This is the story of our gorgeous 2 1/2 yr old daughter Charlie Grace.
Charlie was born three months premature weighing only 900grams. She was brought into the world early via caesarian at The Mater Mothers Hospital in Brisbane on St Patrick’s Day 2013. Charlie had a traumatic start to life. A roller coaster ride of ill health, rare complications and unfortunate events. During her 92 days in NICU at the Mater, Charlie suffered multiple infections, surgeries, a broken arm, four blood transfusions and other medical complications and challenges. At each turn Charlie defied the odds and finally was discharged home. She was in a fragile state for a long time at home and required a Stoma bag and 24 hour a day Oxygen. It was a constant struggle for a long time with many set backs and return visits to hospital. Gradually Charlie grew healthy enough to no longer require the oxygen and Stoma bag.
Charlie’s development was significantly slower than most. It was hoped that this developmental delay was due to her rough start, however after genetic testing, it was revealed that Charlie had a rare Genetic condition called Mowat-Wilson Sydrome.
Mowat-Wilson Syndrome (MWS) is so rare that there are less than 200 diagnosed cases world wide. MWS affects intellectual and Physical development. Many children with MWS have global developmental delays and speech is absent or severely impaired. It also can be accompanied with heart defects, Hirschsprungs Disease, Epilepsy, Microcephaly and other anomalies. On the flip-side, people with Mowat-Wilson Syndrome ALWAYS have a sunny disposition, show their affection openly to those they love and are very social. They understand more than what they are able to communicate.
Despite the continual threat of seizures, physical disability, poor sleeping patterns, feeding issues and other daily battles, Charlie’s determination and excitement for life only grows larger and brighter. She receives ongoing treatment from Physiotherapists, speech and occupational therapists, nutritionists, cardiologists, neurologists and music therapy.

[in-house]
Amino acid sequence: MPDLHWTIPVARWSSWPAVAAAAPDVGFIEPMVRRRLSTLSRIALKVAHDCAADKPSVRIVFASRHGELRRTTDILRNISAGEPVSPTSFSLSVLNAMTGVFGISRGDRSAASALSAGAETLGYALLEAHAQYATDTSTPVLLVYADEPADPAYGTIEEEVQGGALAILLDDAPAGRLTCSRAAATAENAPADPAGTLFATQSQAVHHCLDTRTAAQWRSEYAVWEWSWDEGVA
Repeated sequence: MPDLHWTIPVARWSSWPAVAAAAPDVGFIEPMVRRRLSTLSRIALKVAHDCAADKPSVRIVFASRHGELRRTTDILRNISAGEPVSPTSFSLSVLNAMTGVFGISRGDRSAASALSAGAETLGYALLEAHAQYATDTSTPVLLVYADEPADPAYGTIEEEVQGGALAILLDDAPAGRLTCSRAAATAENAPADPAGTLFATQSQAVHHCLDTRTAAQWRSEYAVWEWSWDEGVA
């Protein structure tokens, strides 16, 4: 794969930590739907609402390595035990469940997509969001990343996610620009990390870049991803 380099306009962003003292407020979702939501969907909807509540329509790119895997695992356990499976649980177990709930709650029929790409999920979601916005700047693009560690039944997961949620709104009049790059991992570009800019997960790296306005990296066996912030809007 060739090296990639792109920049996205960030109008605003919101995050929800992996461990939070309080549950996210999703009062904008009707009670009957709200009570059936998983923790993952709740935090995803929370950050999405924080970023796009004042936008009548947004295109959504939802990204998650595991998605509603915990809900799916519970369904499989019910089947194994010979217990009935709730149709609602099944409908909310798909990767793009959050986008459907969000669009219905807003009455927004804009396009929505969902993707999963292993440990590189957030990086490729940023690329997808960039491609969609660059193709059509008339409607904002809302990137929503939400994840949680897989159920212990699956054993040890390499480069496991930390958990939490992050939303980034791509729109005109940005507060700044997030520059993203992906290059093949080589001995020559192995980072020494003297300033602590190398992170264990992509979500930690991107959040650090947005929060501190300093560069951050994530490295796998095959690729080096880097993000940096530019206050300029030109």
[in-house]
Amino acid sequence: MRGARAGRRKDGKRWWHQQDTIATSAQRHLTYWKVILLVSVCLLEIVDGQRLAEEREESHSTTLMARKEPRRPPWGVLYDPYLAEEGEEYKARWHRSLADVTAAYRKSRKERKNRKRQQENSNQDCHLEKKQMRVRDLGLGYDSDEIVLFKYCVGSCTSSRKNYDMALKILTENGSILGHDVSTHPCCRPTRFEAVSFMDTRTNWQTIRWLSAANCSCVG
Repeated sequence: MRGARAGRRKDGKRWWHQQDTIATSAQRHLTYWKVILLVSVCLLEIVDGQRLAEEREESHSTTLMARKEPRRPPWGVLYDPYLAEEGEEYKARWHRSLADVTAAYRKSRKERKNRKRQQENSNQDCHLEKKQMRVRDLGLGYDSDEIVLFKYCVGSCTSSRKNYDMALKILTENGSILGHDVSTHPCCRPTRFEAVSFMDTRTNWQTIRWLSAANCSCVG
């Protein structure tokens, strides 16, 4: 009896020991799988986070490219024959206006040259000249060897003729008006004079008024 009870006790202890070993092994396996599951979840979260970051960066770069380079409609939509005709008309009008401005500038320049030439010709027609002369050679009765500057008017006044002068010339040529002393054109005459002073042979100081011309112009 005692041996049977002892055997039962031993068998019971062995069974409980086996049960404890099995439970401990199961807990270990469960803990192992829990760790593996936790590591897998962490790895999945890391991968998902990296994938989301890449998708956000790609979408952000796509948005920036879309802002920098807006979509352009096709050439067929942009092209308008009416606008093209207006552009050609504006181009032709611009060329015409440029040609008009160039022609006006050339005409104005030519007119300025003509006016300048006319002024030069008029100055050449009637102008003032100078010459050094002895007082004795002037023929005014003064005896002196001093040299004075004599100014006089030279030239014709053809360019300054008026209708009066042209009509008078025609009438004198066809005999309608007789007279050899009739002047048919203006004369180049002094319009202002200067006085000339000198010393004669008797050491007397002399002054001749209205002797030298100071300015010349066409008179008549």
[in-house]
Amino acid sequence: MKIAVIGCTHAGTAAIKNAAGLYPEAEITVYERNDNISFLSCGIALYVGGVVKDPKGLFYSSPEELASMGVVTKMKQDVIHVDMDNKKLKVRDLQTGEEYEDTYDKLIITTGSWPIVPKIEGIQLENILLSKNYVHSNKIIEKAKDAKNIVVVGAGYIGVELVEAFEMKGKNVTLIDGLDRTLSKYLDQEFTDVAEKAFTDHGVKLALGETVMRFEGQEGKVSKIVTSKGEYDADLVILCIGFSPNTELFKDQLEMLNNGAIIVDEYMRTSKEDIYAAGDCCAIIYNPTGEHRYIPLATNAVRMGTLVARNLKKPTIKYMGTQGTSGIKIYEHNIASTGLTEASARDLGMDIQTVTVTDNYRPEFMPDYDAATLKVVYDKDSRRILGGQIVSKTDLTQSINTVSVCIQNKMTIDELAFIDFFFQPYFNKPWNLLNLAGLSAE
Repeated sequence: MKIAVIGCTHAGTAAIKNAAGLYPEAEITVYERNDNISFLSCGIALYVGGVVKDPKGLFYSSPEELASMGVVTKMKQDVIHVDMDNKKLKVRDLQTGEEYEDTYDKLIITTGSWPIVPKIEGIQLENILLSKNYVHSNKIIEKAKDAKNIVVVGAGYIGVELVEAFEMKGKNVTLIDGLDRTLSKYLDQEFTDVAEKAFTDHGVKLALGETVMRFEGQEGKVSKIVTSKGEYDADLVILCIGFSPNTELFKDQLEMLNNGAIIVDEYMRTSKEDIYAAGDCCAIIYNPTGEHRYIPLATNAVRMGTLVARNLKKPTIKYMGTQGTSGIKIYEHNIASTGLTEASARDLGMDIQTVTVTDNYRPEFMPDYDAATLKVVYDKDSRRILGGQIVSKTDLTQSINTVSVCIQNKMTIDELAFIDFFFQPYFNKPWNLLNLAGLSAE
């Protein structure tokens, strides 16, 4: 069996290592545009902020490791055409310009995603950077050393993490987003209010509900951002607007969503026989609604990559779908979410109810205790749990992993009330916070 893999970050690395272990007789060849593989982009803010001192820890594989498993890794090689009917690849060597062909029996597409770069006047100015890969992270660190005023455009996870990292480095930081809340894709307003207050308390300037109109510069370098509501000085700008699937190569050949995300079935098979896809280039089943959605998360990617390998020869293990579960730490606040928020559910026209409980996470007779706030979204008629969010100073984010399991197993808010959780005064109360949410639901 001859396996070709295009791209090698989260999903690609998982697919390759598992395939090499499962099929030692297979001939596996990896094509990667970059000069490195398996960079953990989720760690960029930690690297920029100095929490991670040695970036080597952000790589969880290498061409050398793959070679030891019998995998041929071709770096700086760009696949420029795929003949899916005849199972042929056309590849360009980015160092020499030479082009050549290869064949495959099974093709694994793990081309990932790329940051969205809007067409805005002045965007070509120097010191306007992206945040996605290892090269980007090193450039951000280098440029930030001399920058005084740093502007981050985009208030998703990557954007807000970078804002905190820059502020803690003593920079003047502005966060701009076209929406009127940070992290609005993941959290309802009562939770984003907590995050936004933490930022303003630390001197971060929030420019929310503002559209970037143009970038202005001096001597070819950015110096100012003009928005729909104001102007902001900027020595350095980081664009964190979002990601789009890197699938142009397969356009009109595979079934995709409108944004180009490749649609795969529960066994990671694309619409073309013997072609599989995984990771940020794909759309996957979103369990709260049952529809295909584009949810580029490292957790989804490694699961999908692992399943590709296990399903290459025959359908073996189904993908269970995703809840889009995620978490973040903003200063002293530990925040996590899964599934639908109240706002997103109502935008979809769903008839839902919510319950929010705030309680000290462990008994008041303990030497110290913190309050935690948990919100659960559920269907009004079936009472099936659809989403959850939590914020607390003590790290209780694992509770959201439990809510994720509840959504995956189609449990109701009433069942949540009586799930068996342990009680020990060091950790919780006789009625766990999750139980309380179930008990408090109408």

We have set up this page to try and ease some of the financial pressures and help Charlie get everything she needs. Specialized equipment such as standing frames, walking devices, bathing & showering aids, special needs prams, beds, home modifications and lots of therapies (such as physio) are some examples. Charlie is not yet crawling, walking or sitting. We are working toward getting her to move independently. Charlie will ALWAYS require 24/7 care for the rest of her life. She cannot attend daycare so In-home support and respite for us is very important and positively impacts the quality of care that Charlie receives.
One of the biggest decisions we face at present is whether to renovate our home to suit Charlie’s needs or in the near future move to a home and modify. We love our house, but it is not suitable for Charlie due to having stairs and various other design issues.
Finally, it has to be said that we’re not really sure exactly what needs Charlie will have in the future given that her Syndrome is so rare and not a lot known about it. However, her greatest need of all is LOVE and she will always have plenty of that!!
Charlie, at two and a half years old, continues to defy the odds. She is a very happy little girl and takes great delight in the small things. Her laugh is infectious and she has great sense of wonder. On meeting Charlie, one will realise how special it is to be in the presence of someone who has the ability to be truly joyful and display their love and affection unconditionally. In some ways she is the embodiment of what we all aspire to be – Happy!
Thank you for your support and generosity! If you would like to follow Charlies journey please like her page on Facebook – Unite for Charlie
To Donate to Charlie Grace Harris, please use the form below. Thank you for your generosity.
Hi, my name is Nolan and I’m a happy 6-year-old boy from Townsville. I was born 3.5 months premature. My brain suffered from oxygen starvation, which resulted in a long-term diagnosis of spastic quadriplegic cerebral palsy. To give me the best chance of an independent life, my parents have e...